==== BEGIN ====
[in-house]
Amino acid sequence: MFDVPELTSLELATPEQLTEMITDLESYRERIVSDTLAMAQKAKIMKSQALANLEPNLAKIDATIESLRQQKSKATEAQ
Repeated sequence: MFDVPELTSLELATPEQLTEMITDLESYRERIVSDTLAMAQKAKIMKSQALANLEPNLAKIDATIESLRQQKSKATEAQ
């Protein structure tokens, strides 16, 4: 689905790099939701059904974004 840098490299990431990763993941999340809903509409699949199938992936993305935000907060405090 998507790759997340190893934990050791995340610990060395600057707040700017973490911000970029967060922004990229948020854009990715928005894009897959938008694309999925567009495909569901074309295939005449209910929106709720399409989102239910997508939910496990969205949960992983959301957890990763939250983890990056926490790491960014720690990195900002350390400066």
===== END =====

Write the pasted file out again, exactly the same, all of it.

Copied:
[in-house]
Amino acid sequence: MFDVPELTSLELATPEQLTEMITDLESYRERIVSDTLAMAQKAKIMKSQALANLEPNLAKIDATIESLRQQKSKATEAQ
Repeated sequence: MFDVPELTSLELATPEQLTEMITDLESYRERIVSDTLAMAQKAKIMKSQALANLEPNLAKIDATIESLRQQKSKATEAQ
């Protein structure tokens, strides 16, 4: 689905790099939701059904974004 840098490299990431990763993941999340809903509409699949199938992936993305935000907060405090 998507790759997340190893934990050791995340610990060395600057707040700017973490911000970029967060922004990229948020854009990715928005894009897959938008694309999925567009495909569901074309295939005449209910929106709720399409989102239910997508939910496990969205949960992983959301957890990763939250983890990056926490790491960014720690990195900002350390400066």